Angioplasty should be considered if severe blockage in lower leg vessels (tibial and peroneal artery) leads to gangrene. As ... "Angioplasty and stent placement - peripheral arteries". Retrieved July 24, 2013. Shi E. and Shofler D., Maggot debridement ... Efforts to treat the underlying cause may include bypass surgery or angioplasty. In certain cases hyperbaric oxygen therapy may ... via vascular bypass or angioplasty). However, once gangrene has developed, the affected tissues are not salvageable. Because ...
... angioplasty with or without stent insertion) or with thrombolysis ("clot buster" medication), whichever is available. In the ... Coronary interventions as angioplasty and coronary stent; Coronary artery bypass grafting (CABG) Statins, which reduce ... coronary angiography may be used to identify stenosis of the coronary arteries and suitability for angioplasty or bypass ...
"Interview with Szilard Voros, MD - Angioplasty.Org". Retrieved 2011-08-08. "Szilard Voros". Retrieved 2011-08 ...
Gruentzig performed coronary angioplasties in 169 patients in Zurich, while teaching the practice of coronary angioplasty to a ... Angioplasty Percutaneous coronary intervention Mueller RL, Sanborn TA (1995). "The history of interventional cardiology: ... Angioplasty.Org History Center, celebrating a decade of independent cardiology news and education. ... Initial results with the Palmaz-Schatz stents were excellent when compared to balloon angioplasty, with a significantly lower ...
He later underwent a successful emergency angioplasty. Anderson is married to Rusa Chiu, a Jungian analyst in private practice ...
Brocail underwent angioplasty on March 11, 2006. He had complained of chest tightness that radiated into both arms. He already ...
Thrombolysis and Angioplasty in Myocardial Infarction-7". Circulation. 96 (6): 1776-82. doi:10.1161/01.cir.96.6.1776. PMID ...
1985) 6. First percutaneous transluminal coronary angioplasty (PTCA) in Taiwan. (July 1983) 7. The computer-monitored ...
Casagrande made angioplasty, surgical intervention to unblock arteries. The hospital did not say whether he had to put a stent ...
2006). "Angioplasty for symptomatic intracranial stenosis: clinical outcome". Stroke. 37 (4): 1016-20. doi:10.1161/01.STR. ... researchers from Stanford University found that intracranial angioplasty can be performed with an annual stroke rate in the ...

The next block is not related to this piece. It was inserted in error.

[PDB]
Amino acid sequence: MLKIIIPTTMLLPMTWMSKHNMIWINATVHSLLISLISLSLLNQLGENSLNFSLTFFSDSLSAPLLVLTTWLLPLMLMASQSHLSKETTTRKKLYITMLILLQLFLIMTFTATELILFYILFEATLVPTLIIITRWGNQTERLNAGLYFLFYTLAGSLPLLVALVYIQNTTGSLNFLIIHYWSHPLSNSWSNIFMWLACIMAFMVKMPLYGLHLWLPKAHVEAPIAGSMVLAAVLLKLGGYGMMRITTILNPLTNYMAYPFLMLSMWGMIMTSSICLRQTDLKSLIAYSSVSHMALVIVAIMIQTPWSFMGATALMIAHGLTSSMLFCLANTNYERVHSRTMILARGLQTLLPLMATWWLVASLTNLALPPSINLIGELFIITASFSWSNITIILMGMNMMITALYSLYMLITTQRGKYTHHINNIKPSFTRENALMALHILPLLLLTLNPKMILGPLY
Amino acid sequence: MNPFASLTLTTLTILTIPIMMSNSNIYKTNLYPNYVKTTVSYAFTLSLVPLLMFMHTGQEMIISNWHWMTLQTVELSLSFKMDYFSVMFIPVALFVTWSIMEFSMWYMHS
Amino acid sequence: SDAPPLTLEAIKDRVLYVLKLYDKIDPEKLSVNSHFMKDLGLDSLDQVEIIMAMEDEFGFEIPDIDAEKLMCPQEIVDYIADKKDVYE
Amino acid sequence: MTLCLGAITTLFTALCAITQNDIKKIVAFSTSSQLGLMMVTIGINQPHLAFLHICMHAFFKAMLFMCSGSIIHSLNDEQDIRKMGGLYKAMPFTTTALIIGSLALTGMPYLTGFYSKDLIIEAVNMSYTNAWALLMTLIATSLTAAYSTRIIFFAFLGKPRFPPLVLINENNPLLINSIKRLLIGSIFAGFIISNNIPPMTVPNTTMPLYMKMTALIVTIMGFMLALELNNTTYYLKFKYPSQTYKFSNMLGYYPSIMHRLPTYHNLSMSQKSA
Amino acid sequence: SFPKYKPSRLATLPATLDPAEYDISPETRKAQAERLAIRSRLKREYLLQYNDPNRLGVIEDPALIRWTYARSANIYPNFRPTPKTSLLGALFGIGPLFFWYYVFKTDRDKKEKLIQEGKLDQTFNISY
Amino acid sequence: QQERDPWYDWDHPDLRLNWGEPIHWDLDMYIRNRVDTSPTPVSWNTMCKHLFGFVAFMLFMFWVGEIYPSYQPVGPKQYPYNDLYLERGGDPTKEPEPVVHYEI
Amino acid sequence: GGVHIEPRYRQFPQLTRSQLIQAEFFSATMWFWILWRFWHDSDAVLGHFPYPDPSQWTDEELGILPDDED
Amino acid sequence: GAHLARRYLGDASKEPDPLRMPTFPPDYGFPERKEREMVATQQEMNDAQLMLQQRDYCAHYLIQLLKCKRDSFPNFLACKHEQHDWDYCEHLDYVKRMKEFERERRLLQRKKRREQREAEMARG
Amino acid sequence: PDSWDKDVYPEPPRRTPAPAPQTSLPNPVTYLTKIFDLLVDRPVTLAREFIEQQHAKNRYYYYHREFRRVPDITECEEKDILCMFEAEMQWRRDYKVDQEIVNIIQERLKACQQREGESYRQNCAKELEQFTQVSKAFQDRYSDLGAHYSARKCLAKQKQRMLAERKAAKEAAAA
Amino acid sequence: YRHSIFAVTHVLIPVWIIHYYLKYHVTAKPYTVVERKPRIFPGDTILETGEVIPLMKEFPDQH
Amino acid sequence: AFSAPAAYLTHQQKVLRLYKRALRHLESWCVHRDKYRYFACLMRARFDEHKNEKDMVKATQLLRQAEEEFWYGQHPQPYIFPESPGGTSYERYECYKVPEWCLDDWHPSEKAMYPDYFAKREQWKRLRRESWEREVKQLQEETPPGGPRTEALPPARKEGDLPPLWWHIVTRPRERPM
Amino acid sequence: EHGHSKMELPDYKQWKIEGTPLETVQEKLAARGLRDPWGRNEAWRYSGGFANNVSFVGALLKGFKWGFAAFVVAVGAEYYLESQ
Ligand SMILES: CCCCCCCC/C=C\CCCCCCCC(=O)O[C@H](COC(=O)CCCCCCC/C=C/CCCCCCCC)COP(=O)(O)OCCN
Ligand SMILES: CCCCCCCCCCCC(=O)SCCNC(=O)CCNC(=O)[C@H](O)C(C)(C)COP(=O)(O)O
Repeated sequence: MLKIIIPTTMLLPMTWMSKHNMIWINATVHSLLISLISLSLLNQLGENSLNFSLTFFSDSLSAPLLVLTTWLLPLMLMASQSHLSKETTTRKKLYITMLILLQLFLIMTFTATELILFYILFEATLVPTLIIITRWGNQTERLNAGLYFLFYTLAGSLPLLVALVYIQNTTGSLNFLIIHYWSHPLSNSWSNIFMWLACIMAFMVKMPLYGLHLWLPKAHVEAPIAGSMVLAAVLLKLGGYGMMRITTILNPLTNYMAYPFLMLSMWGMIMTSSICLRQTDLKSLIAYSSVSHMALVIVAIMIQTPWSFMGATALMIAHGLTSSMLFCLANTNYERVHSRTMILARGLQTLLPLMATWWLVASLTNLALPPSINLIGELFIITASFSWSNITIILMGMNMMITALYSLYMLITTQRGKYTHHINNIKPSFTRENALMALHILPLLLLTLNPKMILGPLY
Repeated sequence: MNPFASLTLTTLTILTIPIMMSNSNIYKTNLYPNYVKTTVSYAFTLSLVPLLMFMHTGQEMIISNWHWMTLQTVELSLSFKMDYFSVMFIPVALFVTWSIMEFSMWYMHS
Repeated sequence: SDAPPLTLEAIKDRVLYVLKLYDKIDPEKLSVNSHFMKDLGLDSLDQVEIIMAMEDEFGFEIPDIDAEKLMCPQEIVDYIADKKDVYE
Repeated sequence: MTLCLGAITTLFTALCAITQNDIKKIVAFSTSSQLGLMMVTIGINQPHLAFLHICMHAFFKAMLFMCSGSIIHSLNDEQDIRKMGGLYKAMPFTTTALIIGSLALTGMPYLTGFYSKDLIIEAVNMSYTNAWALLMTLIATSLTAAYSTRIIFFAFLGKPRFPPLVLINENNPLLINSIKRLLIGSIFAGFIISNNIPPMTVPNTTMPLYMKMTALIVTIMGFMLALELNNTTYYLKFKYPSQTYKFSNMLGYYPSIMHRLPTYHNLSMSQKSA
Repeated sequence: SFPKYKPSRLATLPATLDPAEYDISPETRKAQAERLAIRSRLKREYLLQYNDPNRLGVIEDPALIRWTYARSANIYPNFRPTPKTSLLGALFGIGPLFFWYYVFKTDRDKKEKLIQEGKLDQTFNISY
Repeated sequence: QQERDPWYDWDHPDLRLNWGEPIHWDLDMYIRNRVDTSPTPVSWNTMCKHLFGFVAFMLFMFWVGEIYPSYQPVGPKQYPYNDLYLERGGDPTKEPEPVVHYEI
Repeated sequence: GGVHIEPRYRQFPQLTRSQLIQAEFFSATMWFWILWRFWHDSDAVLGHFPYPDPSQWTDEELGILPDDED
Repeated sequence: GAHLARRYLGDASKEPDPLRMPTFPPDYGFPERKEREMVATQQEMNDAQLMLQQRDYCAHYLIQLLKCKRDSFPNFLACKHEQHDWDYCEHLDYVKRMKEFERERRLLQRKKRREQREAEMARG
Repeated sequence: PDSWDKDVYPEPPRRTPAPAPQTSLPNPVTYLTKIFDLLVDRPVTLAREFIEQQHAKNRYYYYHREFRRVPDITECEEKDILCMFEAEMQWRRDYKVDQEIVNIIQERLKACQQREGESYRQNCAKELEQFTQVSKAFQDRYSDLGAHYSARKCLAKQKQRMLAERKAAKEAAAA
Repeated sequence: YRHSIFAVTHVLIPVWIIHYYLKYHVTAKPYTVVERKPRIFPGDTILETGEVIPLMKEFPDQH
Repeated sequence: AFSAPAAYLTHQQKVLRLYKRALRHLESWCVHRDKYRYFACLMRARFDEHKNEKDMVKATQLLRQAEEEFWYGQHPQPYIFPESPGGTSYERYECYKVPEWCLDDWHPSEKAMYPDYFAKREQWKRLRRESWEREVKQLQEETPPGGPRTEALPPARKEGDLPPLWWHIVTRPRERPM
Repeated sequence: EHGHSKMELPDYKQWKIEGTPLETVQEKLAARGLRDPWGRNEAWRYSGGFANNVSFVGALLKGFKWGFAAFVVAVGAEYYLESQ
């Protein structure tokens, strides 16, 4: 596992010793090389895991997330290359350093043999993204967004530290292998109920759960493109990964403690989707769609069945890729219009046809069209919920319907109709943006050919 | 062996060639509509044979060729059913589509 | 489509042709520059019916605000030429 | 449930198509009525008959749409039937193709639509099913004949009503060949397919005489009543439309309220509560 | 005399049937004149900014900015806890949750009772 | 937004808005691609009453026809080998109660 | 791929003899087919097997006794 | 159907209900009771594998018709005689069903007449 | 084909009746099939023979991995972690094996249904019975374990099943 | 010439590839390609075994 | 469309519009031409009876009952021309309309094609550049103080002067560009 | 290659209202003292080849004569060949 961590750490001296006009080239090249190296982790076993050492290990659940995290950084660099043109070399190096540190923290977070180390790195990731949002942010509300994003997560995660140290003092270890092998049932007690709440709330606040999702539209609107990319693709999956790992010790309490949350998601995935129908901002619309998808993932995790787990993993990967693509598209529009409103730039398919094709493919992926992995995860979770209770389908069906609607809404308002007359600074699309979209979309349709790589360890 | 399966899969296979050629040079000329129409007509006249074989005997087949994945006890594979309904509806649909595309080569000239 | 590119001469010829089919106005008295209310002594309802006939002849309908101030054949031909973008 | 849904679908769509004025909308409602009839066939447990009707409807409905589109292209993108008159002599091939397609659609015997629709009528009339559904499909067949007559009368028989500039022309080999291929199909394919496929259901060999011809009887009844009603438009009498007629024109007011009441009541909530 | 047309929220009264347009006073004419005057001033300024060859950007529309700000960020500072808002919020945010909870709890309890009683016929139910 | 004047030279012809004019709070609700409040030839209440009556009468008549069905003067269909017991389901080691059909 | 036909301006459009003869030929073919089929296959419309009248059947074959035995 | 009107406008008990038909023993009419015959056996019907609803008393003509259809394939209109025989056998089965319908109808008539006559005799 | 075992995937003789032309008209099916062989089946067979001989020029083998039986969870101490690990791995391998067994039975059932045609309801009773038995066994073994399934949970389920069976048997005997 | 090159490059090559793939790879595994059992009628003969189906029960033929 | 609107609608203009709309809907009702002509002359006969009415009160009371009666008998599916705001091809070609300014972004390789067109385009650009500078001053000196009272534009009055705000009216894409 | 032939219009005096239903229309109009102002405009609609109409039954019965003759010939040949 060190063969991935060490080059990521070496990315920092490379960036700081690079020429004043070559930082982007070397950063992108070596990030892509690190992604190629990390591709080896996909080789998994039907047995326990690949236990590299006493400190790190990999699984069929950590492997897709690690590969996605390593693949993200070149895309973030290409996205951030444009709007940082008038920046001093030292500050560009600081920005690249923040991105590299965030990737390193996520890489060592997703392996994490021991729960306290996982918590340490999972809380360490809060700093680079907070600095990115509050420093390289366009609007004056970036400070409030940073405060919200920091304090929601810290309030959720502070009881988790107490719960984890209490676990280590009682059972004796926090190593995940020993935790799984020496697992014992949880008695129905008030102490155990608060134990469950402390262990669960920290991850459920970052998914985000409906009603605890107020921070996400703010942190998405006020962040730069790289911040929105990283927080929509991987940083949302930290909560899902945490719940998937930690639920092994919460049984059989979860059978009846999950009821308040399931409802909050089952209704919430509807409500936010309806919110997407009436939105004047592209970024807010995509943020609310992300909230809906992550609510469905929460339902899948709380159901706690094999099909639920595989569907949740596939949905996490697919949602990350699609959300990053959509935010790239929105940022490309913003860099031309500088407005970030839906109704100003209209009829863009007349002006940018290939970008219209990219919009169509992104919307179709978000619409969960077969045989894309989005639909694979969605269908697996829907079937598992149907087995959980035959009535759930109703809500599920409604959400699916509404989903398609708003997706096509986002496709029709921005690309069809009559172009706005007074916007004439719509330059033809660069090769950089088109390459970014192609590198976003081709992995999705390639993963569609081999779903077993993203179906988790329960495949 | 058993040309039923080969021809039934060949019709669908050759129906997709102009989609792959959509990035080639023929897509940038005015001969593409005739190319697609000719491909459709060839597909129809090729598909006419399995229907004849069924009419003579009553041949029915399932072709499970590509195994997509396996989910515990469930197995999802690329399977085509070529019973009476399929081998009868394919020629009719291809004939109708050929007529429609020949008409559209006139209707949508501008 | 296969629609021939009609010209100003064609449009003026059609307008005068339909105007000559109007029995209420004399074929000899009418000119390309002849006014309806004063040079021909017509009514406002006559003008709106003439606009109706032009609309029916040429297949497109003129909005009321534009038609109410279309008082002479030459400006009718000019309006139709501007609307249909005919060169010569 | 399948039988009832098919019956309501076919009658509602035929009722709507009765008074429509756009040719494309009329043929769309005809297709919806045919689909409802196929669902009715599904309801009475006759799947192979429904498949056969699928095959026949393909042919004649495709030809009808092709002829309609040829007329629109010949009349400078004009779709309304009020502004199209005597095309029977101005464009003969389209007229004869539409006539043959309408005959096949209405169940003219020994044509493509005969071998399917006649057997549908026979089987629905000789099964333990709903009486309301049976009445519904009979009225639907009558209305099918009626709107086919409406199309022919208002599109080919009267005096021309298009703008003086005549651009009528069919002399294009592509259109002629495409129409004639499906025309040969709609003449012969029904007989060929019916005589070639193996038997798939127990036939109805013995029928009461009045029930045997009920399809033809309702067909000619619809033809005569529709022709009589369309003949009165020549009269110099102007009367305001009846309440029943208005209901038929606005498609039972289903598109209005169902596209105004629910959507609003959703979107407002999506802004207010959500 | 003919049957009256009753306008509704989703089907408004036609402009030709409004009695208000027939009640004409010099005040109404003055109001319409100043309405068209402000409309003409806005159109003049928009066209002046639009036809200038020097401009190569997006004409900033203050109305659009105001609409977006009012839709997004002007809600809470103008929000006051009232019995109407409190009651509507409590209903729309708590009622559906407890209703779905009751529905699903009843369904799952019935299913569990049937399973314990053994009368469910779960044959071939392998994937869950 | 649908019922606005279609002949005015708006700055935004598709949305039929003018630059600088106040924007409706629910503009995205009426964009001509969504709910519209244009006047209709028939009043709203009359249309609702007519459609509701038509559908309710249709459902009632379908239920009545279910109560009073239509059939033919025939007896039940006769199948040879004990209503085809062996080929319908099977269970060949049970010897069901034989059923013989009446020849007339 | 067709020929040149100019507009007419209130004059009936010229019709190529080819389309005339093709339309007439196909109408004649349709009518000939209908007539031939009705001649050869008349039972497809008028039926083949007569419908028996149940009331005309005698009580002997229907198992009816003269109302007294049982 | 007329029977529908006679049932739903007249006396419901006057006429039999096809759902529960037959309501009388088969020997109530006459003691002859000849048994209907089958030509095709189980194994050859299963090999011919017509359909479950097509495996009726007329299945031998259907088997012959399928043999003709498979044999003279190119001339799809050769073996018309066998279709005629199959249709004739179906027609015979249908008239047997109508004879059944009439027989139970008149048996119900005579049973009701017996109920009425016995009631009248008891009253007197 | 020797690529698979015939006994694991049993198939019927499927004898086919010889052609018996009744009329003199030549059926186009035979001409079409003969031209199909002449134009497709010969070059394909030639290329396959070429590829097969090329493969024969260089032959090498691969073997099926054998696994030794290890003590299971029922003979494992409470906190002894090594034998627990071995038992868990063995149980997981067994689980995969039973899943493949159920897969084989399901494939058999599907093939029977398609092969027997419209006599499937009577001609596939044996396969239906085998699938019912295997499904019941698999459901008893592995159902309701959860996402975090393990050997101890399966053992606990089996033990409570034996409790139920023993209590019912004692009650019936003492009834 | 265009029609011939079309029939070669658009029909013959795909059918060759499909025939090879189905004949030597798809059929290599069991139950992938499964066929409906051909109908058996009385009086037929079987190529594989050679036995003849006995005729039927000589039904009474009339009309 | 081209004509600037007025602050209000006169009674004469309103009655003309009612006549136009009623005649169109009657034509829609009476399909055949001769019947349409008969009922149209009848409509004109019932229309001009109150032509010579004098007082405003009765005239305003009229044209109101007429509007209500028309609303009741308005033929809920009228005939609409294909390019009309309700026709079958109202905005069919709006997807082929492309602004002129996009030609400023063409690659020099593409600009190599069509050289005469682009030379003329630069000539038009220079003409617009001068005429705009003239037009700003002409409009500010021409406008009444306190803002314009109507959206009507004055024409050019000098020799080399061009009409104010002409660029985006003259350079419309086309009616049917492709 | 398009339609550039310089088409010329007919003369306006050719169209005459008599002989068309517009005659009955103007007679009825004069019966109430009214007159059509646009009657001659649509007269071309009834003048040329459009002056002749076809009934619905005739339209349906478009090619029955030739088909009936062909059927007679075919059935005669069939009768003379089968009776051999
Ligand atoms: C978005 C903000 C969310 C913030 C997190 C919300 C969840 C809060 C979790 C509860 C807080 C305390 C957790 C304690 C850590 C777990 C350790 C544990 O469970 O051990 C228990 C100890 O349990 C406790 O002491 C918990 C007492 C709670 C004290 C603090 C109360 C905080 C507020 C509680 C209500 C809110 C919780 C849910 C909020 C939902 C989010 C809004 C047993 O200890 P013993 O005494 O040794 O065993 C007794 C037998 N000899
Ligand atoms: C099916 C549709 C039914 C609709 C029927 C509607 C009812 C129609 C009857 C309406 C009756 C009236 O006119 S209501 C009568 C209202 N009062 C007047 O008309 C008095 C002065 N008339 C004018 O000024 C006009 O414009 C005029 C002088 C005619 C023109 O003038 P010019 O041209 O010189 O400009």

Angioplasty (PTA, or percutaneous transluminal angioplasty) can be done on solitary lesions in large arteries, such as the ... 2016). "Bypass versus angio plasty in severe ischaemia of the leg - 2 (BASIL-2) trial: study protocol for a randomised ... Patency rates following angioplasty are highest for iliac arteries, and decrease with arteries towards the toes. Other criteria ... There does not appear to be long term advantages or sustained benefit to placing a stent following angioplasty in order to hold ...
Angioplasty, also known as balloon angioplasty and percutaneous transluminal angioplasty (PTA), is a minimally invasive, ... Carotid angioplasty[edit]. Main article: Carotid artery stenting. Carotid artery stenosis is treated with angioplasty in a ... Peripheral angioplasty[edit]. Peripheral angioplasty refers to the use of a balloon to open a blood vessel outside the coronary ... Venous angioplasty[edit]. Angioplasty is occasionally used to treat venous stenosis, such as stenosis of the subclavian vein ...
There are various types of angioplasty. The specific names of these procedures are derived from the type of equipment used and ... Definition Angioplasty is a term describing a procedure used to widen vessels narrowed by stenoses or occlusions. ... Angioplasty Gale Encyclopedia of Medicine, 3rd ed. COPYRIGHT 2006 Thomson Gale. Angioplasty. Definition. Angioplasty is a term ... angioplasty (ăn´jēōplăs´tē), any surgical repair of a blood vessel, especially balloon angioplasty or percutaneous transluminal ...
Medical procedure used to widen blood vessels that have been narrowed or blocked. During the procedure, a balloon-tipped catheter is inserted into the body (usually through a small incision in the groin). The catheter is guided to the site of the blockage using X-rays and injected dye. The balloon on the catheter is then gently inflated to flatten the blockage and open the blood vessel ...
... balloon Balloon angioplasty is a medical technique used to widen coronary (heart) arteries that have been narrowed by plaque ( ... Angioplasty, Balloon Medical Discoveries COPYRIGHT 1997 Thomson Gale. Angioplasty, balloon. Balloon angioplasty is a medical ... Laser angioplasty is currently approved for use in leg arteries only. One drawback is that laser angioplasty carries a ... Angioplasty, also known as "Percutaneous Transluminal Coronary Angioplasty" (PTCA), rapidly came into widespread use around the ...
Health Information on Angioplasty: MedlinePlus Multiple Languages Collection ... Angioplasty: MedlinePlus Health Topic - English Angioplastía: Tema de salud de MedlinePlus - español (Spanish) ... Heart Cath and Heart Angioplasty - 简体中文 (Chinese, Simplified (Mandarin dialect)) Bilingual PDF ... Heart Cath and Heart Angioplasty - 繁體中文 (Chinese, Traditional (Cantonese dialect)) Bilingual PDF ...